The Institute for History & Healing
I tried to acquire, personally, a stone house that was built in the 1700s. Gradually, the more I studied them, the more I realized that etched in that stone was African and African American history, and also indigenous history. That is one of the things that propelled the institute and hence the sense of place. With that house as an artifact, we would be able to make certain points that without it just become theoretical.
Someone else bought that home and said, ‘Tell her not to worry, we kept the stones.’ Then I began to understand what gets lost when even one of us doesn’t know. That passion is undergirding this drive for the institute, which is about memory. One of the things we do with that memory is we put a marker on it, we memorialize the sense of place. We do not let the African Burial Ground be buried again. When we tell history it’s not about the past. It’s about the value we hold in the present.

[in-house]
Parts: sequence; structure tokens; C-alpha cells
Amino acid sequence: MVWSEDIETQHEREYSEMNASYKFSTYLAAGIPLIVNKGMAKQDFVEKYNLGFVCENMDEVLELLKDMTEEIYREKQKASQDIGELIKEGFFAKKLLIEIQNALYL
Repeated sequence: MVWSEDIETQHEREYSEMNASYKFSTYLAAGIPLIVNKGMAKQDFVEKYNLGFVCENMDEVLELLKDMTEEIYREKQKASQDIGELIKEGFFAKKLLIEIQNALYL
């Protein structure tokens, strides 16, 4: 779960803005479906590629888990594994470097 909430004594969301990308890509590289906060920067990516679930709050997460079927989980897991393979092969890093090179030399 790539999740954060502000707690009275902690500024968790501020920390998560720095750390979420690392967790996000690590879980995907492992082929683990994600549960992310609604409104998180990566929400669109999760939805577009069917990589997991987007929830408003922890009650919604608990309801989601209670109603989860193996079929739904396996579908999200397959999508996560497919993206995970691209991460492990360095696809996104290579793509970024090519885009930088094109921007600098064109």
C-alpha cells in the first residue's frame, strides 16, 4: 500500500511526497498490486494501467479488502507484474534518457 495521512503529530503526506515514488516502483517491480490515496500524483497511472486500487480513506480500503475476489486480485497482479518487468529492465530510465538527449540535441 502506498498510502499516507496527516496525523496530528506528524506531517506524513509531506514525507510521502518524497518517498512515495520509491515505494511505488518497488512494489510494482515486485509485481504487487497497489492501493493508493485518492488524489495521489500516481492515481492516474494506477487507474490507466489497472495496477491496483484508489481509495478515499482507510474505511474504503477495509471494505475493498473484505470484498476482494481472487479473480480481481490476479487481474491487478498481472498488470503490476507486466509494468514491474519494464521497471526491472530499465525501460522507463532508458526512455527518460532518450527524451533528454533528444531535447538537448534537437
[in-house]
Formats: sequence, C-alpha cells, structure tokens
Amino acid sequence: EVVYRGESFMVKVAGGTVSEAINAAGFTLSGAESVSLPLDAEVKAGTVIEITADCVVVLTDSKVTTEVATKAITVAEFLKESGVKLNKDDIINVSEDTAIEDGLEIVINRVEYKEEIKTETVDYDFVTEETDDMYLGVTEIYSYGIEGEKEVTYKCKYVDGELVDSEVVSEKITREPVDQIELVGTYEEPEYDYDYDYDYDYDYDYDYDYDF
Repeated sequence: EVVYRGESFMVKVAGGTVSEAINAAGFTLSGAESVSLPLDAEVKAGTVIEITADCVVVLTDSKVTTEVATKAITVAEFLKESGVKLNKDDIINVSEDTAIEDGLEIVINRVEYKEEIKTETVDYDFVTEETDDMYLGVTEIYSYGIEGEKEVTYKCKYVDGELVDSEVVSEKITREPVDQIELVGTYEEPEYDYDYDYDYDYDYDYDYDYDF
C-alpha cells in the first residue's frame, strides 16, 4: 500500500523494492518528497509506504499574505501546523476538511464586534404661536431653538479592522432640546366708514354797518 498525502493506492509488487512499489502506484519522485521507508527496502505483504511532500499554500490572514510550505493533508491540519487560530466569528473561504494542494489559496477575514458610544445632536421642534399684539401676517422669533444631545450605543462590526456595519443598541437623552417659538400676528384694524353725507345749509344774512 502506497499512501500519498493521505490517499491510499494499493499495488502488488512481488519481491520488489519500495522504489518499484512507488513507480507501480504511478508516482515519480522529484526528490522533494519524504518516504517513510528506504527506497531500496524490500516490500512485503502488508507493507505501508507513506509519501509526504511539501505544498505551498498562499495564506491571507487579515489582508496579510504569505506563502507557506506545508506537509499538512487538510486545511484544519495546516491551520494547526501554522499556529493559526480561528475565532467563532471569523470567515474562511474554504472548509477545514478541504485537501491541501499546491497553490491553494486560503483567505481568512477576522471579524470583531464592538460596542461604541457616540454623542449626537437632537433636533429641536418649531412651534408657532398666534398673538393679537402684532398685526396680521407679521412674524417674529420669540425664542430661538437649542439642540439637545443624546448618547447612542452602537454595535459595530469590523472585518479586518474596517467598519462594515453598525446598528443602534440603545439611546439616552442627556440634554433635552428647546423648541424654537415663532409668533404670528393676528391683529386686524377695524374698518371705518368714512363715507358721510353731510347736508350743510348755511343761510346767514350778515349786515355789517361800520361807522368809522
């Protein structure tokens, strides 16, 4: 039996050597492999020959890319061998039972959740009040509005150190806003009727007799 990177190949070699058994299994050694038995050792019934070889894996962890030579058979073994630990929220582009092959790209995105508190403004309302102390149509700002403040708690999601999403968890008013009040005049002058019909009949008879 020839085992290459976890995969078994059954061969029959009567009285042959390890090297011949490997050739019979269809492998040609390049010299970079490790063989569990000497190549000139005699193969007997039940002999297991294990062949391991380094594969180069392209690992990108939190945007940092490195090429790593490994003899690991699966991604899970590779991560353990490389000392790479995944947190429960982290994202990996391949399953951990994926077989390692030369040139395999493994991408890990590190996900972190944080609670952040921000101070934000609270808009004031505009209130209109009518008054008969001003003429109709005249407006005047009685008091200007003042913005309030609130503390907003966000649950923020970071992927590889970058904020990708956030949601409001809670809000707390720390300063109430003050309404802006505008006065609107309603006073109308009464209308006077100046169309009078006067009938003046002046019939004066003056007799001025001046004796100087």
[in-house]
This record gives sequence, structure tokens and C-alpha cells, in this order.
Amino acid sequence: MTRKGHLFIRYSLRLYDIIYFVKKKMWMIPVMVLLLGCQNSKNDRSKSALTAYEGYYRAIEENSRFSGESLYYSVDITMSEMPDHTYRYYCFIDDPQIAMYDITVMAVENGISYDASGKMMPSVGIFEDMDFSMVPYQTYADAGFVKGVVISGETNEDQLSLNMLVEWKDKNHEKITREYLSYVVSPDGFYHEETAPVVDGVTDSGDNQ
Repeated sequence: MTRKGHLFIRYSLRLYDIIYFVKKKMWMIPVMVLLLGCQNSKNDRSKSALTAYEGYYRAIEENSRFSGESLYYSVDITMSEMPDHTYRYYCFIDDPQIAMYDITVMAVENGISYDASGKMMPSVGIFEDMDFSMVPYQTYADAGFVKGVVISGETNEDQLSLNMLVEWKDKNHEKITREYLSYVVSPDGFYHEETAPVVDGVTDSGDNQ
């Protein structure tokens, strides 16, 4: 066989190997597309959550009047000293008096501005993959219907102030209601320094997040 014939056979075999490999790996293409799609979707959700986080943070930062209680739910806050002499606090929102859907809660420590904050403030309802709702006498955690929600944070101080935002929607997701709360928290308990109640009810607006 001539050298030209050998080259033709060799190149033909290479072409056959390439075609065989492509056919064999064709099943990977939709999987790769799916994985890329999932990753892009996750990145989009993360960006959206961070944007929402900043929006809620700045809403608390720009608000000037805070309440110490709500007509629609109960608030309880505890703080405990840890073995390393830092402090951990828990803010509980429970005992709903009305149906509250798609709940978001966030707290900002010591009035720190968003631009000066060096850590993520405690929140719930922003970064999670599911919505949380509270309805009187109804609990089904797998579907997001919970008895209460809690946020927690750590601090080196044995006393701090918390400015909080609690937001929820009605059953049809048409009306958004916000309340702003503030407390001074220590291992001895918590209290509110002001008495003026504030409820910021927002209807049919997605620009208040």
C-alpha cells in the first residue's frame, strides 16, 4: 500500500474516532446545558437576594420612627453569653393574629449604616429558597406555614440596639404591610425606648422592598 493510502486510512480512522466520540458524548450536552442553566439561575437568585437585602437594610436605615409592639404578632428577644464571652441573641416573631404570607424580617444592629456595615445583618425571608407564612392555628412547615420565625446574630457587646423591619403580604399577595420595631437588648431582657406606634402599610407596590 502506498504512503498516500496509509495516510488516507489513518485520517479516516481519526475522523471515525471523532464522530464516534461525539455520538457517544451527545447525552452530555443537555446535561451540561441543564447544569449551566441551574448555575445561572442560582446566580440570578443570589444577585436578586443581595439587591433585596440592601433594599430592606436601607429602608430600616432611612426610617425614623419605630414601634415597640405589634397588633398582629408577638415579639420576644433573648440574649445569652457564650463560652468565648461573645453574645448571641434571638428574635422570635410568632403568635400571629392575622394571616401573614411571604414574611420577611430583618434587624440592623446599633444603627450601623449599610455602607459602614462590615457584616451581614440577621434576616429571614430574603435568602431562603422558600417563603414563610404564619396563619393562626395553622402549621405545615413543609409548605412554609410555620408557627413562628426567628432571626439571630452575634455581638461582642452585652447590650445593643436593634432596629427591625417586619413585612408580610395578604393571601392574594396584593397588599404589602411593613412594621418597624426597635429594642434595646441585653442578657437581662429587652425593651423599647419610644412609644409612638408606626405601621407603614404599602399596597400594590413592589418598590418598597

We change how the history of the past is told in order to
change how the history in the future is lived.
-Dr. Janus Adams
Dr. Janus Adams is an Emmy Award-winning journalist, historian and author. She is co-Executive Producer and Host of "The Janus Adams Show"--a public radio series and podcast about race and courage.